Just above, you can watch a talk on the writer's room and hypersensitivities (of both the aesthetic and physical varieties) that put him into it by Proust scholar William C. Carter, author of Marcel Proust: A Life and Proust in Love. What might Proust's father, the epidemiologist Adrien Proust, have thought about a new epidemic making the people of the 21st century look to his son?  Even if we don't take him as a model for writing life, this is nevertheless an appropriate moment to read his work (now available free online at the Internet Archive's National Emergency Library). "What Proust inspires in us is to see and to appreciate every seemingly insignificant place or object or person in our lives," writes Friedkin, "to realize that life itself is a gift and all the people we’ve come to know have qualities worth considering and celebrating — in time."

via Ted Gioia

Related Content:

Free eBooks: Read All of Proust’s Remembrance of Things Past on the Centennial of Swann’s Way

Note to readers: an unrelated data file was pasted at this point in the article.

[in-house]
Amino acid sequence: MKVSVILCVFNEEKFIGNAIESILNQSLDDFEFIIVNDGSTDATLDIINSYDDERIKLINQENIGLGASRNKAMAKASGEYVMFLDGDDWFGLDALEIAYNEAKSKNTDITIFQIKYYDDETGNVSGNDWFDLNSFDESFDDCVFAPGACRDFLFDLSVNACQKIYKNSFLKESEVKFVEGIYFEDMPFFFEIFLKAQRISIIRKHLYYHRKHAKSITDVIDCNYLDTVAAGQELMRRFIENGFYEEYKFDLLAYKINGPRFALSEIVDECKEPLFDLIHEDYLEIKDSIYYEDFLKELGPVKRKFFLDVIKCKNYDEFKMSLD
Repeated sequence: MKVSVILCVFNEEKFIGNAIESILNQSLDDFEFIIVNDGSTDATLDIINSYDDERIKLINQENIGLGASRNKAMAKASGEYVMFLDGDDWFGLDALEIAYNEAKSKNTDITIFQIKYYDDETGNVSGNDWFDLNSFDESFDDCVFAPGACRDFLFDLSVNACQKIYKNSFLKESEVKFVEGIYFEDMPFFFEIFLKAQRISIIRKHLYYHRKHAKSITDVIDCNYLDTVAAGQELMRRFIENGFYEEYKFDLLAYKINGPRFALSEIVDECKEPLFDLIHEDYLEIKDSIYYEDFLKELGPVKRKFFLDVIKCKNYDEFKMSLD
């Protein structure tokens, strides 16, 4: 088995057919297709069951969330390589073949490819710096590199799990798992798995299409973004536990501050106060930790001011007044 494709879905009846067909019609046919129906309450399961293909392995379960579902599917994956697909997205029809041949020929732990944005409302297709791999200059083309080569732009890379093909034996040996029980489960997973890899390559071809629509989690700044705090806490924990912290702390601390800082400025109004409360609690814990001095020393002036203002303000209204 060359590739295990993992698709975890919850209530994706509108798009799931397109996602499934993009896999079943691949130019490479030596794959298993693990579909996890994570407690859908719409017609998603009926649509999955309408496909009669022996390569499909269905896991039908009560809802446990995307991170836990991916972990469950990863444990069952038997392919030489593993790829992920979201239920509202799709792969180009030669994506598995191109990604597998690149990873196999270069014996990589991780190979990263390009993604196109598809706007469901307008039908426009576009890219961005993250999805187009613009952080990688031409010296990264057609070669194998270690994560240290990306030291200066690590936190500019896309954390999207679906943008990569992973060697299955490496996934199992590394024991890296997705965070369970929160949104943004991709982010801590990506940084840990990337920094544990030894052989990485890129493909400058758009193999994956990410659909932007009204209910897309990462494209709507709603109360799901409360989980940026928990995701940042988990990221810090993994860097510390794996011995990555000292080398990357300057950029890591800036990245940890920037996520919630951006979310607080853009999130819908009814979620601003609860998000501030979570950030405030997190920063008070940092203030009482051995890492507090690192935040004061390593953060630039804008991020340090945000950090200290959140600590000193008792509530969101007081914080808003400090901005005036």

An Introduction to the Literary Philosophy of Marcel Proust, Presented in a Monty Python-Style Animation

When James Joyce & Marcel Proust Met in 1922, and Totally Bored Each Other

16-Year-Old Marcel Proust Tells His Grandfather About His Misguided Adventures at the Local Brothel

The First Known Footage of Marcel Proust Discovered: Watch It Online

The National Emergency Library Makes 1.5 Million Books Free to Read Right Now

Based in Seoul, Colin Marshall writes and broadcasts on cities, language, and culture. His projects include the book The Stateless City: a Walk through 21st-Century Los Angeles and the video series The City in Cinema. Follow him on Twitter at @colinmarshall, on Facebook, or on Instagram.